The biggest bump in price on our tested Tacoma TRD Off Road was the paint color. It cost an additional $2,980. You’d better LOVE orange.
That requires some explanation: In order to get that wild orange paint — officially known as Inferno, a new color for 2016 — you’re required to select the Premium and Technology Package AND the V6 Tow Package, which add up to almost three grand. Pick a less expressive hue and you can avoid the extra tariff.
All of the V-6-powered Tacomas feature the same 3.5-liter V-6, a solid, tried-and-true engine that offers 278hp and 265 lb.-ft. of torque.
The numbers sound good, but it’s not a neck-snapper, as it is pushing a nearly 4,500-pound truck with a 3.909 rear axle ratio. This works well enough for delivering decent mileage, but softens the initial acceleration.
Tacomas with a V-6 and a manual transmission get a shorter 4.3 axle ratio, but then you lose the abilities offered by CRAWL Control.
Every V-6-powered Tacoma comes with a six-speed transmission, in your choice of manual or automatic. Our tester came with a six-speed automatic, and it’s a superb transmission, though we would’ve liked that more gutsy rear axle ratio.
The Tacoma is one of the very few vehicles that offers a manual transmission in a broad range of trim configurations. The Chevrolet Colorado and GMC Canyon offer one, but it’s only on the bottom of the barrel 2WD, four-cylinder trim.
How’s the handling? We’ll answer that with another question: Do you mean on-road or off-road? On-road, the tires squirm a bit thanks to the tall sidewall and aggressive tread blocks. A pickup with an open bed isn’t going to handle like a sports car in the best of circumstances, but even in TRD Off Road guise, the truck cruises pleasantly enough. In late New England winter and early spring, potholes open up on the edges of the road and the tires do yeoman work soaking them up.
On dirt roads and worse is where the Tacoma TRD Off Road shines. Whatever disadvantages the tall, chunky tires have on the highway become major advantages when the road turns to a double track through the woods. The truck will eat anything you can throw at it.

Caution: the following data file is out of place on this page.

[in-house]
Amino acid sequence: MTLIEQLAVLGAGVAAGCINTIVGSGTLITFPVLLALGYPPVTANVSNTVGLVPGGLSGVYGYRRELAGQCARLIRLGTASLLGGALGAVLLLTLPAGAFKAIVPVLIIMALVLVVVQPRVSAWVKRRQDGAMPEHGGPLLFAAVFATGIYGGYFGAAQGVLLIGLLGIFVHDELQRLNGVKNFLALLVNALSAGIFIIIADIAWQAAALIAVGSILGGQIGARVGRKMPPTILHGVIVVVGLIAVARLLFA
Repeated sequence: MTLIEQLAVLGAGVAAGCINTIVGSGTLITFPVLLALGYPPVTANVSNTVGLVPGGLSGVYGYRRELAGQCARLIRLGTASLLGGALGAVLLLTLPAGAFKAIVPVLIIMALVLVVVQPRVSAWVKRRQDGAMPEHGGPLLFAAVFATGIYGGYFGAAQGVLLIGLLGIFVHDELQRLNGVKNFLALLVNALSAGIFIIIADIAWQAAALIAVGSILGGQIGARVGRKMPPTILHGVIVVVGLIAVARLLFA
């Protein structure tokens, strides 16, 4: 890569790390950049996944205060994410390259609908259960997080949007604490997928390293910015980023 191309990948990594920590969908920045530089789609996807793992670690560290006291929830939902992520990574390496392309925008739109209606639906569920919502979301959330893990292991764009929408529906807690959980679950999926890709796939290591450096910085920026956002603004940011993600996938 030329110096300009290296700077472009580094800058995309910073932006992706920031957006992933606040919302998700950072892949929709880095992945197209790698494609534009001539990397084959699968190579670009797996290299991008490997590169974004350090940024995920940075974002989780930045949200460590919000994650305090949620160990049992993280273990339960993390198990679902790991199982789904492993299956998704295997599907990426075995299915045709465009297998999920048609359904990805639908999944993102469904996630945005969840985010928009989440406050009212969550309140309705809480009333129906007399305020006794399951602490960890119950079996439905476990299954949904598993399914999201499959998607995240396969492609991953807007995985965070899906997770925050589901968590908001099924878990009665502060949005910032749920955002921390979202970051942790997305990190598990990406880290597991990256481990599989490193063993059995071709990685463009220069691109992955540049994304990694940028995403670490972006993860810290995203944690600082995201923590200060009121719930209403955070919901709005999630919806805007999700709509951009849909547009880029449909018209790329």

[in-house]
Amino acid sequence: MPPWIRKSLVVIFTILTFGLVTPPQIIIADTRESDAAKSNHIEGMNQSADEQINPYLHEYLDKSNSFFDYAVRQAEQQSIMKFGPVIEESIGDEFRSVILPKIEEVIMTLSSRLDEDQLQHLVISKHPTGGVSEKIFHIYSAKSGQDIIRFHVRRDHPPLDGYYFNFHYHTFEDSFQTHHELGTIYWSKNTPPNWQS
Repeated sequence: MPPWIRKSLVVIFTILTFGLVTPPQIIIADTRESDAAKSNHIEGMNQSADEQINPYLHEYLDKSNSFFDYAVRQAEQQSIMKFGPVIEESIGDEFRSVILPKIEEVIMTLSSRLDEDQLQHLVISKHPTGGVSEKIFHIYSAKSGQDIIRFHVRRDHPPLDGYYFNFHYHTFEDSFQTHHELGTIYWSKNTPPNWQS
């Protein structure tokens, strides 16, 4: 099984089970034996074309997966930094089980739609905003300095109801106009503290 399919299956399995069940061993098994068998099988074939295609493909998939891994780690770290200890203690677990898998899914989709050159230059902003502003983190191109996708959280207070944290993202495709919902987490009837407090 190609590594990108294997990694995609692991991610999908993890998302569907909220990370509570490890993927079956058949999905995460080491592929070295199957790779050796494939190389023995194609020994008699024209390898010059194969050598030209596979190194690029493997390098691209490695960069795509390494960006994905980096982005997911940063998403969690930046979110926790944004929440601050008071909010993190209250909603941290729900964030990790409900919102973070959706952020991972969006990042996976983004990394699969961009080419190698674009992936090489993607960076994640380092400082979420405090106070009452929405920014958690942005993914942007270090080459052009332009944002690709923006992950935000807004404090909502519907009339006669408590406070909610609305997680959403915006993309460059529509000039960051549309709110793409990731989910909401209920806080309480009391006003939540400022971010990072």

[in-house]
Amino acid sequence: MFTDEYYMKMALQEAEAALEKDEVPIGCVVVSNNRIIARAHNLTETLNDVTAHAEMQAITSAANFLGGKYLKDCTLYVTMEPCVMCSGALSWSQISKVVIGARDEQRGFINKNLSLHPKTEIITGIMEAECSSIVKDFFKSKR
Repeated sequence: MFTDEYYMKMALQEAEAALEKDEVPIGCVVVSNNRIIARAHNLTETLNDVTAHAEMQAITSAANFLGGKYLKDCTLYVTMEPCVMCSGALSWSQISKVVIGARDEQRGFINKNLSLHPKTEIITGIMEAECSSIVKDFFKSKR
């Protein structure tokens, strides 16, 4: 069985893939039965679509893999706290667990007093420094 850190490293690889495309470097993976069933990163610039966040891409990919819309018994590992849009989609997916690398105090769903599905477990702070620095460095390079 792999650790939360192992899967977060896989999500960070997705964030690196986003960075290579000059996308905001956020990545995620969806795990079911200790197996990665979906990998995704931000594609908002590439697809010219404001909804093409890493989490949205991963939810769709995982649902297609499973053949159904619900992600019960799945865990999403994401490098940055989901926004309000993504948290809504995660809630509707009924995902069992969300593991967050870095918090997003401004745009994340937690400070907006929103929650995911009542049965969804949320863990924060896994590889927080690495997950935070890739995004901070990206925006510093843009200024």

The lack of an air dam up front provides a 32-degree approach angle, something the early versions of the off-road oriented Colorado and Canyon trims couldn’t come close to without removing 19 bolts that hold the air dam in place.
One of the biggest criticisms among Keyboard Commandos is the Tacoma’s lack of disc brakes in the rear. The Tacoma features drum brakes, which look like a disadvantage on a specification table. But this isn’t a track-day sports car. It’s a pickup truck meant for banging around the back roads. Stopping distance is on par with every other truck in the segment. If you’re determined to have rotors in the rear, then buy another truck, but you won’t have the Tacoma TRD Off Road’s abilities off the highway. We’d vote for those major advantages over the marginal benefit of disc brakes all day long.
You will take a fuel economy hit with a truck like this.
The V-6-powered, four-wheel drive trims offer pretty dismal fuel economy estimates of 19 city/22 highway/20 combined. We hovered right around 18 in a mix of driving, but we did experience an evening and a morning with fresh snow on the road, so we’ll chalk the poor economy up to that.
Chevrolet claims better fuel economy with the Colorado, but it’s doing so with a diesel engine, and it’s only delivering a 3 MPG improvement on the combined figure.
The biggest improvement for the 2016 model year was the Tacoma’s seating. The last generation pickup’s seats were — in no uncertain terms — horrible. The bucket seats in the front of the 2016 Toyota Tacoma are a major step forward with good bolstering and something approaching comfort.
On the other hand, the Tacoma’s gigantic console — so trendy these days — takes up valuable space in the narrow Tacoma’s front passenger compartment. A split bench with a fold-down armrest might not be as cool as a console-mounted floor shift, but it offers a lot more space in the cabin if you need it.